It’s a sad fact that thinning is essential in order to give plants the space they need to grow. The trick is to sow enough seeds as an insurance against non-germination or death-by-slug, or bird, or cat. You need to begin the whole process of sowing, KNOWING that many of your babies won’t reach their full potential. This may make it easier to cull….sort of…but not much. There is nothing worse than removing perfectly healthy plants. The problem is that if you don’t, then none of them will thrive. Simples.
Different plants need different treatment when it comes to thinning them out, but the essential thing with all of them is to sow thinly in the first place, preferably singly, or in pairs, into modules, or individual Jiffy 7 pellets, so that you can easily pot the small plants on with minimal root disturbance.
Sowing in pairs is a good option as it will give you an insurance policy. When both seedlings come up, wait until they are a few cm high and snip the smaller one off at soil level with scissors. It’s important not to pull it out, as this could disturb the roots of the plant you want to keep.
If your seeds are too small to sow singly, then this option still holds good – sow as thinly as possible and snip all but one or two seedlings away in each module. Two seedlings, in either corner of a small module can then grow on for a while and eventually one can be pricked out and transplanted, avoiding wastage.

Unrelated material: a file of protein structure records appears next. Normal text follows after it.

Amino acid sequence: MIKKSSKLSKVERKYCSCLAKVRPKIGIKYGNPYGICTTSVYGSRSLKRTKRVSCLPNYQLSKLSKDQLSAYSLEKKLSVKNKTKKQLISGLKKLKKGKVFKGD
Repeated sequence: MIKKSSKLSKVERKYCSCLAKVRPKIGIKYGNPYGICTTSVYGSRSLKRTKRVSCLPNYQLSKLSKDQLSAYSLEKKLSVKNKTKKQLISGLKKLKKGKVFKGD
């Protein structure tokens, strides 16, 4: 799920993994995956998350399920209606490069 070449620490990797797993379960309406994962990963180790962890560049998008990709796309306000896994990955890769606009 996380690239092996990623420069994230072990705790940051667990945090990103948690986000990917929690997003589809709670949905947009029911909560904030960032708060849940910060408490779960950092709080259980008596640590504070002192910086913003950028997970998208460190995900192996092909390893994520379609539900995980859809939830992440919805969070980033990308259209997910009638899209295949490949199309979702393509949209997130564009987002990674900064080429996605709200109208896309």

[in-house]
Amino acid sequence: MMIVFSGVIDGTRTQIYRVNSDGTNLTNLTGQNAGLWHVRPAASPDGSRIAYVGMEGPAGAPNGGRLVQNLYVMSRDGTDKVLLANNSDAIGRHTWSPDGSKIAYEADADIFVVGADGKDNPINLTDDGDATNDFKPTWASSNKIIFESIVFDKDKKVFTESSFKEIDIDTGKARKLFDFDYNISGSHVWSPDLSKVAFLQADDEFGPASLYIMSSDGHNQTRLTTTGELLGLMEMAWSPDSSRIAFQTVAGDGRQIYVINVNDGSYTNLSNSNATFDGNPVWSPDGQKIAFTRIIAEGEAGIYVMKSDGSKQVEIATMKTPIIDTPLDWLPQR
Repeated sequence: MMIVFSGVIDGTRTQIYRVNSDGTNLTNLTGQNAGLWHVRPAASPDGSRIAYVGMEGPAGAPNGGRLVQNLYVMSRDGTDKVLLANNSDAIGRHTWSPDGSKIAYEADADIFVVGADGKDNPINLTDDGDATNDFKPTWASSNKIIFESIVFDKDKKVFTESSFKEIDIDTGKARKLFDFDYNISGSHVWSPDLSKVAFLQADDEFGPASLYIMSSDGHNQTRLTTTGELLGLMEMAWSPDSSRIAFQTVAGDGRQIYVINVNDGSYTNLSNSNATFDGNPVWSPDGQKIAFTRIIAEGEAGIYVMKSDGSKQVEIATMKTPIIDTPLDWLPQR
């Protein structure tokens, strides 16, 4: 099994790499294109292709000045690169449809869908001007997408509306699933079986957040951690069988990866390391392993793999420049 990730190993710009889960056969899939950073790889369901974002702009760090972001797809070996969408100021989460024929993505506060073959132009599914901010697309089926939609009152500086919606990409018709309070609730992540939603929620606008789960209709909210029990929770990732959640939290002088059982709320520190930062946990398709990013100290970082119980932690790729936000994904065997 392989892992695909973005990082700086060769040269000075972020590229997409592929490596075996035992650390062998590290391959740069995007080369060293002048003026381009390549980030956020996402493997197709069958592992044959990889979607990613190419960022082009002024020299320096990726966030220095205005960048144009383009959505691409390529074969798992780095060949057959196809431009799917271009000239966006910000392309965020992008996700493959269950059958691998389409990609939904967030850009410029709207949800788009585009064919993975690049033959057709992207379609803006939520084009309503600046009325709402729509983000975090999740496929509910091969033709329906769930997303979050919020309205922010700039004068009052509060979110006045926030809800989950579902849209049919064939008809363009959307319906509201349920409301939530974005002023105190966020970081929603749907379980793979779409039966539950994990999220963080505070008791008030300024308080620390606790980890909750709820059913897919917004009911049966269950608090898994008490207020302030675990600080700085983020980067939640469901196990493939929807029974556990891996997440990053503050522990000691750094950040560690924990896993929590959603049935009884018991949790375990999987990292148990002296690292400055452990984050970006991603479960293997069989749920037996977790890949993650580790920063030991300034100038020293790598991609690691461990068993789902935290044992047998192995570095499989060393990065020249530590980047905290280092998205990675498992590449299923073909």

In the ground, sow thinly as before and when the seedlings are an 2-3cm tall, do an initial thinning by leaving one good seedling every 10cm and pulling everything out in between. Watering before you remove seedlings will avoid root damage to neighbours, and watering post-thinning is essential too, to settle the compost around the roots.
A second thinning (to whatever the packet instructs) can then ensue, when you feel the plants are strong enough to withstand transplanting and the removed plants can be re-planted elsewhere, which may make the whole thing a little less gut-wrenching (though not much, I admit).